Besides Weismann's evolutionary theory, many additional theories have been proposed to explain the complexity of aging. These include the antagonistic pleiotropy theory, the free radical theory, age-associated shortening of telomeres, development of insulin resistance, decreased immune function, the mitochondrial theory, as well as deregulation of the circadian clock. While these theories indicate functional diversity in the etiology of aging, it must be stressed that each one relies on the concept of internal alterations in individual cells, and does not explain how the microscopic cellular damage manifests as macroscopic aging and tissue breakdown in the organism (with a few exceptions, such as changes in hormone function and declines in immune function). Theories of mutation accumulation and antagonistic pleiotropy address the genetic causes of aging, and environmental stress or lack of it contributes to modulation of the epigenome as well as physiological alterations in different tissues of the whole organism, but each theory revolves around the functional competence of different components of cells and again does not explain how this manifests as macroscopic organismal aging. Experimental evidence unifying the interactions of some components has started to emerge, but we propose that all of the changes described by diverse theories ultimately converge on the cellular senescence theory.
Since aging is a progressive condition that steadily advances from invisible to visible and localized to ubiquitous, the central question as to the direct cause of the entire process is key. The answer has been elusive due to its complex nature. Our model proposes that the process of aging results from a sequential passage through three distinct phases and can be described by the following blueprint: (1) molecular damage which results in (2) cessation of proliferation leading to cellular senescence followed by (3) body-wide aging of the organism. The first step occurs when localized, microscopic damage accumulates to a point where the burden to repair overwhelms the system. Despite the tissue source or broad input of molecular damage, crossing of this threshold results in the second phase, the crux of the entire process - arrest of cellular proliferation, acquisition of the senescence-associated secretory phenotype (SASP), and imminent cellular senescence. Once this occurs, the third phase of aging begins. This final phase is marked by tissue dysfunction and breakdown that results in the visible signs of comprehensive organismal aging.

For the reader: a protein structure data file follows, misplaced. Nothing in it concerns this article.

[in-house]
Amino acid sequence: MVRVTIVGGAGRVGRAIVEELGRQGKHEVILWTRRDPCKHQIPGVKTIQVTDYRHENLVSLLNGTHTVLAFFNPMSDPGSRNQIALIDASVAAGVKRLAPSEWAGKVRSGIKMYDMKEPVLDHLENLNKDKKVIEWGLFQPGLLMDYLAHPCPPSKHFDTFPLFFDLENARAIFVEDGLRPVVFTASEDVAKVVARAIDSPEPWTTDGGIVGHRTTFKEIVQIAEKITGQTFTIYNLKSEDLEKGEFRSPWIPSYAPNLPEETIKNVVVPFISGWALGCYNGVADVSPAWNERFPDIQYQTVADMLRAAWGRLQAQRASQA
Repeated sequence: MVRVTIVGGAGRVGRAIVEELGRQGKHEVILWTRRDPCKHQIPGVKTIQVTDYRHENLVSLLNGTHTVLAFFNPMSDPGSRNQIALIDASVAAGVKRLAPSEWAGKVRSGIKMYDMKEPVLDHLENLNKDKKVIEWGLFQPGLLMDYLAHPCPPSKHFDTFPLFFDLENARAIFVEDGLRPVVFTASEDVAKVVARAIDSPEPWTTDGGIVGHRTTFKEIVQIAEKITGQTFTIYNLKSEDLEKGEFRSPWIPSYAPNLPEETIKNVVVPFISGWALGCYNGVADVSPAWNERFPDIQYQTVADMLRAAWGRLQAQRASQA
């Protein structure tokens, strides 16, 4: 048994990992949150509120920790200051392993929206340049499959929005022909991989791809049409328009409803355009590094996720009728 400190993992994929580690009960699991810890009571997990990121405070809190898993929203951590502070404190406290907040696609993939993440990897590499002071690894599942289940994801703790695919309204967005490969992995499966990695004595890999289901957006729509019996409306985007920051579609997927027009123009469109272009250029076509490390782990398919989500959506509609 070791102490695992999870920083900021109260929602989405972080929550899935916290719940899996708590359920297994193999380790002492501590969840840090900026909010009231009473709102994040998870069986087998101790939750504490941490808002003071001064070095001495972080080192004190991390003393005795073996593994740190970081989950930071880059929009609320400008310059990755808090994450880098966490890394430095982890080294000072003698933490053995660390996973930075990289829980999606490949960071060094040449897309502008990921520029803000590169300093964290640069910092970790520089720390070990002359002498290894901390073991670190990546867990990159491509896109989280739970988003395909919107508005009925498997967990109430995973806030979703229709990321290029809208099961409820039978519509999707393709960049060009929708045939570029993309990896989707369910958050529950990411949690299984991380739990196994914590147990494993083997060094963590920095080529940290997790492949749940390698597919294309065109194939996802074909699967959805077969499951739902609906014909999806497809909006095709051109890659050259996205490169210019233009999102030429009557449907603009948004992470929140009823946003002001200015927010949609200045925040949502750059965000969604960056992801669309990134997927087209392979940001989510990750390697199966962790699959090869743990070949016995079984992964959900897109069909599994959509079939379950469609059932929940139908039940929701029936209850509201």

The incremental advance proposed by our model is that while there are many undisputed factors that trigger the onset of cellular senescence and result in cessation of proliferation and SASP, the first phase in the model (cumulative molecular damage) is a precursor, rather than a final cause of aging. The complexity normally imposed by countless variables (i.e., age of onset, site of damage, affected cell type, mechanism of damage, and even species) that need to be overcome is rendered manageable by eliminating the first phase in the aging schematic. And since organismal aging can be artificially and reversibly induced by blocking and restarting cellular proliferation, this indicates that the second phase in the model - cessation of proliferation followed by cellular senescence - clearly represents the essential cause of aging. Placing cellular senescence in the pivotal junction between cause and effect, the causal nexus, to yield an integrated model of aging will serve to advance identification of crucial targets for future therapeutic investigation. By identifying cellular senescence as the causal nexus of aging, the process of treating, reversing and possibly even eventually eliminating this once inevitable outcome draws closer to reality.